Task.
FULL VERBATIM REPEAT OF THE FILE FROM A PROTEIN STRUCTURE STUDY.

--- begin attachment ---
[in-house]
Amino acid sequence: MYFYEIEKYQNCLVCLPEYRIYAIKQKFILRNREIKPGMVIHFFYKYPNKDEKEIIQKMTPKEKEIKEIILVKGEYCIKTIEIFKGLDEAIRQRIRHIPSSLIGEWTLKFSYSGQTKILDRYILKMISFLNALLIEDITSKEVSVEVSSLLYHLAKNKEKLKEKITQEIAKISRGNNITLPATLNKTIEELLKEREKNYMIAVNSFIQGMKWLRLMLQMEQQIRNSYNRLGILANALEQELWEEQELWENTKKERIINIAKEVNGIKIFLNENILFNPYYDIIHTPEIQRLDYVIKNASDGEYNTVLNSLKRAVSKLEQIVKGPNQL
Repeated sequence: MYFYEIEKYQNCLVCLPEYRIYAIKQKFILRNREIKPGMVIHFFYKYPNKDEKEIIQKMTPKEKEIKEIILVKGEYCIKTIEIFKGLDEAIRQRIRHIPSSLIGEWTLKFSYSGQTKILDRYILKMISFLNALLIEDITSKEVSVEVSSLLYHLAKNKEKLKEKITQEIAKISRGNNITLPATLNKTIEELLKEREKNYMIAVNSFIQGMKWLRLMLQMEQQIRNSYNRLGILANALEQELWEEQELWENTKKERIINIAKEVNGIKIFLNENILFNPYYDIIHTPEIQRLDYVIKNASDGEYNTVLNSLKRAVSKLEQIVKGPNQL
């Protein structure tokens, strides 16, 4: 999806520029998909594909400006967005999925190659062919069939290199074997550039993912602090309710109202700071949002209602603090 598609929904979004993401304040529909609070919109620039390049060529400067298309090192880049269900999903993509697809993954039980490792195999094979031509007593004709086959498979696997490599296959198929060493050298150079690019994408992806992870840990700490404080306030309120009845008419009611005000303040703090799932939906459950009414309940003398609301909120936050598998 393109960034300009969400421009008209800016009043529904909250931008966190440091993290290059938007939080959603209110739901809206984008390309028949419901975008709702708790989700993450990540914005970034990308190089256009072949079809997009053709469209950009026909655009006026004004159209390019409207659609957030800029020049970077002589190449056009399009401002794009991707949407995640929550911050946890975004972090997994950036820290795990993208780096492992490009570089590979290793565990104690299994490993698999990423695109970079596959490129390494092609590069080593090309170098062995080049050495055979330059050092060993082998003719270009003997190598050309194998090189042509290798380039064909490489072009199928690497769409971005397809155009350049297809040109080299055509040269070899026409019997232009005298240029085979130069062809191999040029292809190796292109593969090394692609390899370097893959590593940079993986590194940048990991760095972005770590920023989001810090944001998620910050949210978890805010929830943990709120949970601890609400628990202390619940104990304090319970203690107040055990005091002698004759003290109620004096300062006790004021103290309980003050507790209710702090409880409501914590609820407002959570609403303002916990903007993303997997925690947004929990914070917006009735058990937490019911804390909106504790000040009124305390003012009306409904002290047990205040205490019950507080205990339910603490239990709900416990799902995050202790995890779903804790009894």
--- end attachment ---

[in-house]
Amino acid sequence: MYFYEIEKYQNCLVCLPEYRIYAIKQKFILRNREIKPGMVIHFFYKYPNKDEKEIIQKMTPKEKEIKEIILVKGEYCIKTIEIFKGLDEAIRQRIRHIPSSLIGEWTLKFSYSGQTKILDRYILKMISFLNALLIEDITSKEVSVEVSSLLYHLAKNKEKLKEKITQEIAKISRGNNITLPATLNKTIEELLKEREKNYMIAVNSFIQGMKWLRLMLQMEQQIRNSYNRLGILANALEQELWEEQELWENTKKERIINIAKEVNGIKIFLNENILFNPYYDIIHTPEIQRLDYVIKNASDGEYNTVLNSLKRAVSKLEQIVKGPNQL
Repeated sequence: MYFYEIEKYQNCLVCLPEYRIYAIKQKFILRNREIKPGMVIHFFYKYPNKDEKEIIQKMTPKEKEIKEIILVKGEYCIKTIEIFKGLDEAIRQRIRHIPSSLIGEWTLKFSYSGQTKILDRYILKMISFLNALLIEDITSKEVSVEVSSLLYHLAKNKEKLKEKITQEIAKISRGNNITLPATLNKTIEELLKEREKNYMIAVNSFIQGMKWLRLMLQMEQQIRNSYNRLGILANALEQELWEEQELWENTKKERIINIAKEVNGIKIFLNENILFNPYYDIIHTPEIQRLDYVIKNASDGEYNTVLNSLKRAVSKLEQIVKGPNQL
């Protein structure tokens, strides 16, 4: 999806520029998909594909400006967005999925190659062919069939290199074997550039993912602090309710109202700071949002209602603090 598609929904979004993401304040529909609070919109620039390049060529400067298309090192880049269900999903993509697809993954039980490792195999094979031509007593004709086959498979696997490599296959198929060493050298150079690019994408992806992870840990700490404080306030309120009845008419009611005000303040703090799932939906459950009414309940003398609301909120936050598998 393109960034300009969400421009008209800016009043529904909250931008966190440091993290290059938007939080959603209110739901809206984008390309028949419901975008709702708790989700993450990540914005970034990308190089256009072949079809997009053709469209950009026909655009006026004004159209390019409207659609957030800029020049970077002589190449056009399009401002794009991707949407995640929550911050946890975004972090997994950036820290795990993208780096492992490009570089590979290793565990104690299994490993698999990423695109970079596959490129390494092609590069080593090309170098062995080049050495055979330059050092060993082998003719270009003997190598050309194998090189042509290798380039064909490489072009199928690497769409971005397809155009350049297809040109080299055509040269070899026409019997232009005298240029085979130069062809191999040029292809190796292109593969090394692609390899370097893959590593940079993986590194940048990991760095972005770590920023989001810090944001998620910050949210978890805010929830943990709120949970601890609400628990202390619940104990304090319970203690107040055990005091002698004759003290109620004096300062006790004021103290309980003050507790209710702090409880409501914590609820407002959570609403303002916990903007993303997997925690947004929990914070917006009735058990937490019911804390909106504790000040009124305390003012009306409904002290047990205040205490019950507080205990339910603490239990709900416990799902995050202790995890779903804790009894």